My Muse, the Lily
There’s nothing new about an artist being inspired by nature. It’s the main source of inspiration for most artists, particularly those who prefer the aesthetic merits of the lush and diverse countryside, the wide expanses of ocean and the changing effect of light and seasons. But what struck me today, as I sat on my sofa taking more than a momentary glance at a vase of supermarket-bought lilies next to me, was that in just a humble flower, there is so much incredibly complex beauty. Captured on camera, you have the opportunity to focus in on the individual features of the flower, its stamen, its stems, as well as the flower’s relationship with its surroundings – exit from the water, and entry into the water, as a suction bubble forms around the stem, whose angles are in turn distorted and multiplied by the effect of glass and water. When framed by a camera lens, stamen become complex, furry organisms, worthy of intense interest and query. In the same way simple stems become stripy, complex sculptures, criss-crossing like the motif from a Japanese silk screen. On the leaves, intense ribbing creates a delightful landscape of rise and fall, light and shade, while each petal resonates with different shades of white, as the delicate edge comes into focus, and the centre of the flower softens into shadow.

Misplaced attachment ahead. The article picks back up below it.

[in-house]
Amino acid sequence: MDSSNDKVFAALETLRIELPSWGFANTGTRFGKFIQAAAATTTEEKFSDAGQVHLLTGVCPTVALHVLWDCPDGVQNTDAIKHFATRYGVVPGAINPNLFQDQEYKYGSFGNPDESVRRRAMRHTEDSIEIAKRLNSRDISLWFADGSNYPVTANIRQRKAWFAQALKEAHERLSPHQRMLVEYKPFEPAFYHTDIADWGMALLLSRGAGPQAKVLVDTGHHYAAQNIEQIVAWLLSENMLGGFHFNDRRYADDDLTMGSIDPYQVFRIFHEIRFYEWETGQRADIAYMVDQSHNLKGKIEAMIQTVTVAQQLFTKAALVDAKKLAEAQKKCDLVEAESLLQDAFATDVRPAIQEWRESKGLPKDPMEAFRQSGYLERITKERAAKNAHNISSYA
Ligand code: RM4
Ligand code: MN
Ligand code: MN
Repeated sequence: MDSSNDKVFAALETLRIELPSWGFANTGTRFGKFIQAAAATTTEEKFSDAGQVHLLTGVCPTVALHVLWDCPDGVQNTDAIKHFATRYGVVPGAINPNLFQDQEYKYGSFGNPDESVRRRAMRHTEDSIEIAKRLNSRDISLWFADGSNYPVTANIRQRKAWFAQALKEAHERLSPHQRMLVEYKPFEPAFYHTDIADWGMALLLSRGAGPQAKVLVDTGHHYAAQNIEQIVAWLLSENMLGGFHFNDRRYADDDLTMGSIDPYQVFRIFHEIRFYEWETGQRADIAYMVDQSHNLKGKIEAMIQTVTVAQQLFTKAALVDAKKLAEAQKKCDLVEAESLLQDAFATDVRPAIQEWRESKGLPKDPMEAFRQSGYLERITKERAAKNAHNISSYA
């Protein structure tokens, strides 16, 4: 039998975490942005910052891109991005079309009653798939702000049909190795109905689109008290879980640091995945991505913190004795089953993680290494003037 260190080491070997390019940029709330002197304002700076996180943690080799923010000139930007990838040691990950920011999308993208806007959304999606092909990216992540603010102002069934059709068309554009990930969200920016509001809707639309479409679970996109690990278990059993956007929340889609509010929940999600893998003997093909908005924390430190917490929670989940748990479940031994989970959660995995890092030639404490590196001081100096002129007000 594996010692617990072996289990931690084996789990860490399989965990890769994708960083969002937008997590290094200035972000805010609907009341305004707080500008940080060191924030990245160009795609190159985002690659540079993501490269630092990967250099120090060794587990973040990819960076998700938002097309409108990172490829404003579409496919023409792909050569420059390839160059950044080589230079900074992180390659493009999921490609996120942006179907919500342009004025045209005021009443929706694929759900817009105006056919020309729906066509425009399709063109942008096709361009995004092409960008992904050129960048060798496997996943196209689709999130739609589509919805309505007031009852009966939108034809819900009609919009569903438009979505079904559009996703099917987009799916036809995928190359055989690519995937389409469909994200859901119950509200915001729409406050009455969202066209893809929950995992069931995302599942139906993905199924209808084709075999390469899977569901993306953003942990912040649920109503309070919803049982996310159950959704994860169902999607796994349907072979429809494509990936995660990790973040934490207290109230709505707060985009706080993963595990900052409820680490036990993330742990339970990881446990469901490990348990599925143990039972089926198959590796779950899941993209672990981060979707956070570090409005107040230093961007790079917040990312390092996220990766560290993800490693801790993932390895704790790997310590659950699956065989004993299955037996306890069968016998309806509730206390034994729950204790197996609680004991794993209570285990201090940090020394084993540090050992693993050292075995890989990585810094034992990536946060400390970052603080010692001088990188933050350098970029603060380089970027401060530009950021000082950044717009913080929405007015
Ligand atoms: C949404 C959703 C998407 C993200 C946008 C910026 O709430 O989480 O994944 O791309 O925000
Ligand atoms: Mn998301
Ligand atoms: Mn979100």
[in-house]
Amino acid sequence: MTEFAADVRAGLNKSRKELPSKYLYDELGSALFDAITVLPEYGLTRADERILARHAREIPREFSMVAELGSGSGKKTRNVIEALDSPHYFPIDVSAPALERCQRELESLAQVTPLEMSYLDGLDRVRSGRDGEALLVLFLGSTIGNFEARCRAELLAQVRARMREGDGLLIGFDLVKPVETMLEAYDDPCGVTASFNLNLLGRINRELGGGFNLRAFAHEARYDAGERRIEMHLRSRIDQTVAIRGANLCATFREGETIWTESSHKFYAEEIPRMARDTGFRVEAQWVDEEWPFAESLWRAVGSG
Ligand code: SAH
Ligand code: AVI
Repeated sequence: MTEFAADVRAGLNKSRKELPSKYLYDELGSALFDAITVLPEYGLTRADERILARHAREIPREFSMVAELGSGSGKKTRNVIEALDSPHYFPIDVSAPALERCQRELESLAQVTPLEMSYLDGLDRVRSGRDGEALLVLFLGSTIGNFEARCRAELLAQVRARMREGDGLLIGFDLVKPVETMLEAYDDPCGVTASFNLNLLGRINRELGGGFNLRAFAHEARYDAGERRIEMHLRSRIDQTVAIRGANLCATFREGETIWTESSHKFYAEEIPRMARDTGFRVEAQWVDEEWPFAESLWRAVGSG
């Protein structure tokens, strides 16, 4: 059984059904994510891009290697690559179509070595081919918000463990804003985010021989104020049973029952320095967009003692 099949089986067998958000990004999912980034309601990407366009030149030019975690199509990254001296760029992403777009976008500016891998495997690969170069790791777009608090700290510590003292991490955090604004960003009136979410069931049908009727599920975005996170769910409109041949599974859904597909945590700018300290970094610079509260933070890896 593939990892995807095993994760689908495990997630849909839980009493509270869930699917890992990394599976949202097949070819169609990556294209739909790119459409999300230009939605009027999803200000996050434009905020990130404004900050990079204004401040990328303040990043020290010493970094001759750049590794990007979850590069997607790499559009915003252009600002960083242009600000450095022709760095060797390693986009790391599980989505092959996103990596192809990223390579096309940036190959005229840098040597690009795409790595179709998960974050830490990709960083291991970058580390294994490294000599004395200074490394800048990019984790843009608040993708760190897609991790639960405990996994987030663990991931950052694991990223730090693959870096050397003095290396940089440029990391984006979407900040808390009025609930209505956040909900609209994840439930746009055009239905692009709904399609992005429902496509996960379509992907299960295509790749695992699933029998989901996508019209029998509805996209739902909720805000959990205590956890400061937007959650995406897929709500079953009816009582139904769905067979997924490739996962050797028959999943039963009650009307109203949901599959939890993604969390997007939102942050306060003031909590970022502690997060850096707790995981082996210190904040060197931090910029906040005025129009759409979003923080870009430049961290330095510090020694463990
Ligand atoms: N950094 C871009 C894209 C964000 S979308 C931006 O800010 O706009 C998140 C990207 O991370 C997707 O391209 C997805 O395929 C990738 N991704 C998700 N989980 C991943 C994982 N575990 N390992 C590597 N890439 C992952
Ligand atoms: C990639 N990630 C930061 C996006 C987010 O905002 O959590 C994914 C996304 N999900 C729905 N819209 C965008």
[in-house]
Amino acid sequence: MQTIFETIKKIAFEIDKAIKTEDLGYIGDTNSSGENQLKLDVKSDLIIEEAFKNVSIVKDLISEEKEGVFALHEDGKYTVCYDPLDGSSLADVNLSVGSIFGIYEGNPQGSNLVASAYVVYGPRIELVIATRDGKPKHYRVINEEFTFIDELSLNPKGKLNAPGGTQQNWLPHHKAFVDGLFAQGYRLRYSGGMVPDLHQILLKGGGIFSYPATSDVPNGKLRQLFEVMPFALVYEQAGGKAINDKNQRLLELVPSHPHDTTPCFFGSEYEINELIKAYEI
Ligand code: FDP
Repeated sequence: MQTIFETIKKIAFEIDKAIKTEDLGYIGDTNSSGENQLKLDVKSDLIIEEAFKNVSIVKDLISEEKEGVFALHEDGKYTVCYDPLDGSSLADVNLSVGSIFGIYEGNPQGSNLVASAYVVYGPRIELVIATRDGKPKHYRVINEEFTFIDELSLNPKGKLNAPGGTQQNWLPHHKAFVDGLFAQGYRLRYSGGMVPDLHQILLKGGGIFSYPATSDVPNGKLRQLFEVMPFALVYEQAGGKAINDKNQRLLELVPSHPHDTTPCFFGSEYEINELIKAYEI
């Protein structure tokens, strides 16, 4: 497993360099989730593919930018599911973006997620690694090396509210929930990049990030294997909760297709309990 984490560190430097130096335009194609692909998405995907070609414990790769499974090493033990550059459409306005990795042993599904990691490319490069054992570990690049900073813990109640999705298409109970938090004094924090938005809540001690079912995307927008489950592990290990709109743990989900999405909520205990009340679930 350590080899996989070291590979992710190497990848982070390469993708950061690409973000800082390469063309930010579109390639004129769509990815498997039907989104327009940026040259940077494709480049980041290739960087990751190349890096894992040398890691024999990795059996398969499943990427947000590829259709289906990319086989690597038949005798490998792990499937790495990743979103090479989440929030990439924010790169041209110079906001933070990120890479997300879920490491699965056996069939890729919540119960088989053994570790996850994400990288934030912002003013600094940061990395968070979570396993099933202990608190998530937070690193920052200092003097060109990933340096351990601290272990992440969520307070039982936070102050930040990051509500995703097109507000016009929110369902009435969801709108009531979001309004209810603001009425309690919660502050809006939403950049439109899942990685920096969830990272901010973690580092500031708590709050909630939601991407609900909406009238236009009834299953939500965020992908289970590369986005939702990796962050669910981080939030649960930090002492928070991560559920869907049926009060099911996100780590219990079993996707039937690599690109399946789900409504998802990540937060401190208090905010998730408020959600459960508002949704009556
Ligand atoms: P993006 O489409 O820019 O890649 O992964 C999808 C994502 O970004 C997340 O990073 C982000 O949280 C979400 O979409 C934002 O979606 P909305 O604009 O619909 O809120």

For me, it only takes a vase of flowers to inspire, and with a camera, I can seize upon this ripe source of inspiration, creating a hundred different photographic canvases from this one group of four lily stems, as each photo in turn proffers an abstract dance of white, green and orange, and the humble flower becomes artistically abundant, deconstructed and captured forever in art’s two dimensions.
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